MANATEE — After losing her boyfriend in a violent crime, Mariah Ward vowed not to let his death be in vain.
Ward, 17, has formed a nonprofit organization for reaching out to other victims’ families and speaking out about violence.
Speak for the Unspoken was formed to honor DeJuan Williams, who was gunned down in his backyard in early August.
“I knew after reading about the other homicides in the county, I had to do something,” she said. “I decided there shouldn’t be another mother or girlfriend who has to deal with what I had to.”
Williams returned home just before 10 p.m. Aug. 4 to find another teen had been visiting his 14-year-old sister, against the orders of their parents, according to the Manatee County Sheriff’s Office report.
When Williams confronted Byron Galloway, 16, with a baseball bat in the backyard, Galloway opened fire, hitting Williams once, the report states. Williams was taken to Manatee Memorial Hospital where he was pronounced dead.
Ward dated Williams for 1 1/2 years and the two were inseparable.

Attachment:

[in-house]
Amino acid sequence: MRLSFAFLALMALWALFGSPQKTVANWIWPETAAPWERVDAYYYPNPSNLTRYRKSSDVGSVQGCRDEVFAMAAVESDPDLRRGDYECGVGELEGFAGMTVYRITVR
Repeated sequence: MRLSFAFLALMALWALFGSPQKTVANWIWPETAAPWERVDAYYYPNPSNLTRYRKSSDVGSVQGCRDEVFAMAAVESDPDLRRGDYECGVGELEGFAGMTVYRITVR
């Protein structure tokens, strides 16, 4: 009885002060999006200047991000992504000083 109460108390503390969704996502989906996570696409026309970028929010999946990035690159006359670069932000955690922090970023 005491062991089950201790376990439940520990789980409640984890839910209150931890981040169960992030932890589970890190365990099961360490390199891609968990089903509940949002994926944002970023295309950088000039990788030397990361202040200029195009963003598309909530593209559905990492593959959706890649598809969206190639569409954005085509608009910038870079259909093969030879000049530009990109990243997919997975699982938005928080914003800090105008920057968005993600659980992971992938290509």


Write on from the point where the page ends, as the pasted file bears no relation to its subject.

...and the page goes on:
The news of her boyfriend’s death deeply affected the Bayshore High School senior.
She recites crime statistics without any hesitation — there were 23 homicides in Manatee County since the first of the year — 12 gun related. “I decided to do something about it,” Ward said.
After talking to her mother, Juliann Puriton, and friends, she decided the only thing she could do is raise awareness of violent crime in the county. “The guy who killed my boyfriend was 16,” Ward said. “So the question is how can somebody that age get a gun.”
Manatee County Sheriff Brad Steube said he was not aware of Ward’s efforts, but anything anyone can do to raise awareness is good.
“It all falls back on the moms and dads being in charge of their kids,” Steube said. “They need to know where they are at and who they are with.”
The first step Ward took was to create a Web site for her organization.
“I didn’t want it to be just for my friends and family,” Ward said. “I know there are others going through what I am.”
So along with raising awareness about violent crime, she also wants to start an outreach program for the families and friends of other victims of those crimes.
Ward’s actions do not surprise her mother.
“I’m so proud of her,” Puriton said. “To make something good out of a devastating situation.”
She said her daughter’s deep Christian faith has guided her through her grief.
Ward returned to school last week not knowing how her fellow students would react. “Some students just ignore me because they don’t know what to say,” she said. “Others tell me how sorry they are and how difficult it must be because they know how much he loved me.”